Today, fraud losses and fraud costs are at an all-time high — just when economic conditions have put organisations under tremendous pressure to improve the bottom line.
According to a report by the Association of Certified Fraud Examiners, the typical organisation loses an estimated five per cent of annual revenues to fraud. Applied to the estimated 2011 Gross World Product, this translates to a potential global fraud loss of over $3.5 trillion.
Fraud is often difficult to identify because it is perpetrated across multiple systems and processes. As a result of the ad hoc nature of fraudulent activities, investigations can be difficult and expensive to coordinate and prioritise. In addition, investigative teams often lack visibility across cases and information sources that could help them gain additional insight or evidence.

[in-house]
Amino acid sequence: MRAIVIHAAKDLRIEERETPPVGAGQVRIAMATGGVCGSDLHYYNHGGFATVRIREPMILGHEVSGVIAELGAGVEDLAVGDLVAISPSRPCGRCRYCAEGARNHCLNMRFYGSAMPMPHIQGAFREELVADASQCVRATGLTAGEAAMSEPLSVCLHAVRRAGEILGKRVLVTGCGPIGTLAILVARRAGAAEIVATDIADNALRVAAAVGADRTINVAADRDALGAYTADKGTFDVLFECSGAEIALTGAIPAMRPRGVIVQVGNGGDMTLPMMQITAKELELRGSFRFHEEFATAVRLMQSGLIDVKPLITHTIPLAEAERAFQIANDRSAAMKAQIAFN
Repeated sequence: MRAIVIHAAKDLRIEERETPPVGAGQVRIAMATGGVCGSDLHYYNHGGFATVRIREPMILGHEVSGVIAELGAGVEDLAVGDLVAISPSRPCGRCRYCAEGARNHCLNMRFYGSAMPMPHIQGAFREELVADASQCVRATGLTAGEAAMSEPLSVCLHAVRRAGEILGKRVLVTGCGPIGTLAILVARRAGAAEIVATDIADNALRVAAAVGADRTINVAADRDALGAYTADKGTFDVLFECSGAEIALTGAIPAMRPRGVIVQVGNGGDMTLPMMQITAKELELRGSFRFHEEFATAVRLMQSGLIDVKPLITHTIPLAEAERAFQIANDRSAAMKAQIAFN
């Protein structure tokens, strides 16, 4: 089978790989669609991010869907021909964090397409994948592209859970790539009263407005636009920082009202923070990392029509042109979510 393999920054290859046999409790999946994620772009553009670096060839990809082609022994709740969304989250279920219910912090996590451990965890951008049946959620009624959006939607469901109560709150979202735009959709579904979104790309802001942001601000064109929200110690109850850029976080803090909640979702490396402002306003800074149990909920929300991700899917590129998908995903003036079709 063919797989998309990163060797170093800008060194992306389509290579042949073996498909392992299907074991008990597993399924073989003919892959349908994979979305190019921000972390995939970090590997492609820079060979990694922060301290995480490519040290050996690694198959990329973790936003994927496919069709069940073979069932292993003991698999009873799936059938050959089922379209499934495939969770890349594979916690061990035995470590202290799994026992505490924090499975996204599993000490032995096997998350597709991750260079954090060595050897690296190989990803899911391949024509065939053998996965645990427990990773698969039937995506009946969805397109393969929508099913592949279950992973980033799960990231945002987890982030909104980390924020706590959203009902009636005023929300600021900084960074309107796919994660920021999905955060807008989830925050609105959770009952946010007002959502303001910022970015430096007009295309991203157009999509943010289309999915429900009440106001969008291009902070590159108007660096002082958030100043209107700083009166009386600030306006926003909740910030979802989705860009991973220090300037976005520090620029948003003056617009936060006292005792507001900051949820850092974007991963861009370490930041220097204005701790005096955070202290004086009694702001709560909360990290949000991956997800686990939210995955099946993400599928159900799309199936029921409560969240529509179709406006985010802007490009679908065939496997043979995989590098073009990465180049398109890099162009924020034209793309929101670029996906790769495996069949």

The deluge of available data — including unstructured content such as email, handwritten notes and social media traffic — adds to the challenge. Analyst teams frequently do not have enough time to sift through the mountains of information to discover patterns that may lead to investigative breakthroughs.
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